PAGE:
“Oh, oh, oh, oh, oh, oh… oppan Gangnam style”… Just the lyrics probably have you picturing that hilariously moronic horse dance, or covering your ears in anticipation. If you haven’t seen the video for Korean pop-rapper Psy’s infectious parody on Seoul’s southern business district yet, you can’t be the web-loving type. In it, Psy discos up some stables, graces the faux VIP areas of locations such as playgrounds and Han River boat rides, and generally tries to convince the local ladies that he has the necessary street cred to be worth a second look.
Eyeing the video, you could be forgiven for thinking Gangnam is the heart of everything in Seoul. In some senses, you’d be right. As home to a huge number of the city’s major businesses, Gangnam is a district of skyscrapers, exceptionally high property prices and one of the few Seoul neighbourhoods where a typical Dublin visitor’s travel budget could be utterly obliterated by stepping into the wrong restaurant. On a week night, businessmen view ‘entertaining’ customers as a part of their job. As a result, the nightlife is heavily occupied by suited men, yet tends to be wild and alcohol fueled. The ‘kimchi flower’, an unfortunate product of vomit-inducing levels of soju and the Korean love of the spicy, red fermented cabbage ‘kimchi’, is a common sight on the area’s otherwise pristine sidewalks. Generally Gangnam glimmers with designer chic and clean-cut business facades, but there is a seedier side. That lies in the much discussed but possibly mythical brothel bars, and in the aptly named DVD bangs (bang translates as room), private cinemas that have more to do with sex than watching your choice of movie.
The women of Gangnam, though, are Psy’s concern. Generally speaking, Korea has an exceptionally image conscious society, particularly among the better off. There’s a fascination with looks that goes far beyond what’s common in Europe, so much so that plastic surgery is commonly advertised and bordering on expected of the rich. One of Gangnam’s most notable stereotypes is the Dweonjang lady, a woman on an average salary who’s willing to survive on cheap dweonjang noodles and commute huge distances in order to save for a Louis Vuitton hang bag or a Prada coat. The brands form a rare exception to the general Korean belief that ‘Korean is better’ (Samsung barely has to concern itself with Apple in its own country), and they’re so common in the Gangnam district that if you didn’t know better, you’d think they were a standard, affordable brand.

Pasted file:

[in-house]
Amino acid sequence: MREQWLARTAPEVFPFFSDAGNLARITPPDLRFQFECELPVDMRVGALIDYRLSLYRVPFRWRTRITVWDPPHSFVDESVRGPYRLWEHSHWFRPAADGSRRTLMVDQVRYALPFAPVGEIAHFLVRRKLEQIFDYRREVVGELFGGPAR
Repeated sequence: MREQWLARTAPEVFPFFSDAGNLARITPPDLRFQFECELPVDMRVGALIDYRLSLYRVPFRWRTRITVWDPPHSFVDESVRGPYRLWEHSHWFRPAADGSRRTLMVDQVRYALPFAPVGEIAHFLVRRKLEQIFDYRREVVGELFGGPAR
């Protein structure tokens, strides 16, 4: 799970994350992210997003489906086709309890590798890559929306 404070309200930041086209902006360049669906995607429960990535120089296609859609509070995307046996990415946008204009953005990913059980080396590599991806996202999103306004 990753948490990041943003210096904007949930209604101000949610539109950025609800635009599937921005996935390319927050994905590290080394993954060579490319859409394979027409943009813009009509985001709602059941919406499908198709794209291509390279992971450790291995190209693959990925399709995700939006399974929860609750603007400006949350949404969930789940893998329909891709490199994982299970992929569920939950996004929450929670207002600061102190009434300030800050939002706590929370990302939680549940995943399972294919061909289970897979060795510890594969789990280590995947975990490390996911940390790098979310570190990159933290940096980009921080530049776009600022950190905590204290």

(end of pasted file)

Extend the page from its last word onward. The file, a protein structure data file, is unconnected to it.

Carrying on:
Whether Psy even wants these women is not as simple as it seems. They are infamously high maintenance, and his entire video is based on mocking their lifestyle. He might offer “oppan Gangnam Style” with a nudge and a wink in the middle of his chorus, but there’s a dual meaning on offer. Oppa (the ‘n’ is possessive) is a respectful way of addressing an older male stranger or superior, that translates literally as ‘big brother’, though it implies no blood relationship. It’s the way that a respectful youngster might address an older man, and has an element of inbuilt sleaze in this context. On the surface, Psy seems to be offering the most direct of come ons, but throw in a video that features ‘glamour’ in the most distinctively un-Gangnam of locations – not least a riverside yoga meet and a kid’s playground – and the entire idea is subverted.
There are plenty of sub-culture angles for Psy to take aim at. Gangnam woman are arguably at the heart of Korea’s big-business sexism, a part of a society that seems to sincerely believe that even senior-level company women should get the coffee during a major business meeting, and where the fairer sex is often hired based at least partly on looks. By taking a swipe at the aesthetic-based side of the culture, Psy’s points are actually more adept and serious than most westerners might realise.